Wednesday, May 8, 2013

The Chilling Hand of Death

I hadn't been with my new best friend, Death, for well over a week. I was halfway relieved, and halfway afraid, too, for the separation. Afraid, because I don't know that many celebrities, and when you get to know one, something of their effulgence wears off on you even if you're not trying. I saw Ed Begley, Jr. in an airport once, so I know what I'm talking about.

I didn't see Death because I was out of town, so I wasn't available. And apparently everyone survived where I was. Then when I got back, he dropped by, telling me he had some local runs to make and asking if I wanted to tag along. I was all like, "How many times can I be found at the scene of multiple deaths without the cops thinking I'm involved, even if I'm not?" He gave a wink and said, "Don't worry." I took that in the obvious way: If a potential crime doesn't involve issuing speeding tickets, it's way down the list.

Before we left, I had the thought, It's a little cold, not freezing but not comfortable. So I packed a few things and we hit the road, me driving, with his black mist hovering over the road in front of me. Thankfully, he stopped at lights, a nod to my obsession with public safety and laws.

Finally, we found our way to the seedy part of town, one of the seedy parts, and a gang of psychos had taken the field in one of their endless turf wars. I was comfortable in a regular dress shirt, but when Death hovered up over the field, and the truncheons were flying and several gang members lay dead, I felt a slight chill. I put on a sweater and a light jacket.

I asked Death where to next. He whispered, "There's a cop killer on the loose." I thought, Good God, I can't have prior knowledge of this and do nothing. But since nothing had yet happened, and I didn't know the particulars, what could I do? I followed Death, then parked some distance from the scene of the crime, when, Here came a car squealing around the corner, an obvious speeder being pursued by a cop! He was shooting for the wheels but hit the driver in the head.

The car swerved out of control and flipped and took out some guy's white picket fence. The other perp was out and in a gun battle with the cop, managing by some lucky shot to hit him right between the eyes. I raced to the scene and saw it was too late; the officer was bled dry. I made a mental note: Life is tough. Then as I ran I felt a chill and put on a heavier jacket.

Next, we were on the scene at a fancy hotel. Lucky floor 13, as it turned out. A businessman was at his desk, ruling proudly over his vast domain, that office, and berating his son for being a good for nothing shiftless wastrel. The son addressed him in a respectful way: "Father, I'm sorry life has come to this, me being such a monumental disappointment to both Mother and you." It was all very melodramatic, as Dad waved off the son's apology but refused to embrace him and weep over him.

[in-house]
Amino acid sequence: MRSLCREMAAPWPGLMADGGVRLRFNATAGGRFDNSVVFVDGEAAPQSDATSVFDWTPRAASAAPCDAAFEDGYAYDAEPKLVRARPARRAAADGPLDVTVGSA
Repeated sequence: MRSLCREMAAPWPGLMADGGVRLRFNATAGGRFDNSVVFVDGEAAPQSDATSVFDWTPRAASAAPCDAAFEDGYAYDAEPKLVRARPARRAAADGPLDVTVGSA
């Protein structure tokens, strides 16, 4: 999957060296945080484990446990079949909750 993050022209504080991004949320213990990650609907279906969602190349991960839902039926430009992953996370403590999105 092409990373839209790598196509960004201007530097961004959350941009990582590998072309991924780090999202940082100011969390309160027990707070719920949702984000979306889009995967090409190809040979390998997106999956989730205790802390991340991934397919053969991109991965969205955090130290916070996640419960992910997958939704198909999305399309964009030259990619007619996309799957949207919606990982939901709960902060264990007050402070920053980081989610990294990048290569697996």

In my opinion, he should have cried out, "My son, I love you with an unending love. You are the joy of my life." Instead, he smacked his own head and hissed, "Plus you're dumb as a sack of hammers," at which point the hammer clicked on the son's gun, a stubby little thing, perhaps sawed off, and he became a suicide all over the office. I glanced up and saw red splatter on the mirror, causing me such a chill that I simply had to put on a heavier coat.

Last, and this was the worst one of all for me, we were in the hospital room of a lady, older but not completely old, dying of cancer. Some family was milling around in the hall, a daughter was swabbing the woman's lips with a little pink sponge, and their minister was sitting in the corner, examining his fingernails and wringing his hands.

Death and I, both in mist form, were in the corner. I was a little nervous, not so much for the family but for myself; my mist was a little too close to the sharps disposal bin and I started worrying that some might get in it, then when I rematerialized I might have a used syringe or razor blade in my spleen.

Death kept checking his watch, until the appointed time came. He hovered over and enclosed the woman, who breathed her last. The monitor went flat and everyone could hear a sustained beep. The family came running in, the daughter with the swab stopped in a hush, a nurse checked her watch and pronounced the exact time aloud and clearly, and the minister saw an opening and opened his book. It was such an awesome moment that I felt the world's worst chill hit me, the world's worst. Quickly, I drifted back down the hall and put on my coveralls and heaviest coat.

Death caught up with me. We made a beeline for the car, as quick as I could with so many sweaters, jackets, and coats weighing me down, not to mention the coveralls. He was ready to roll but I said, "No!" I've also been having trouble keeping my feet warm, so I had to change my socks right then and there ... or I'd never make it.

Dead Links:
Death -- I Now Pronounce You Dead
Out Drinking with Death
Death Goes to the Dentist with Me
Death -- When Your Number's Up
Walt's Suicide -- Death by Water
The Gaping Maw of Death (Woof! Woof!) My Picnic With Death

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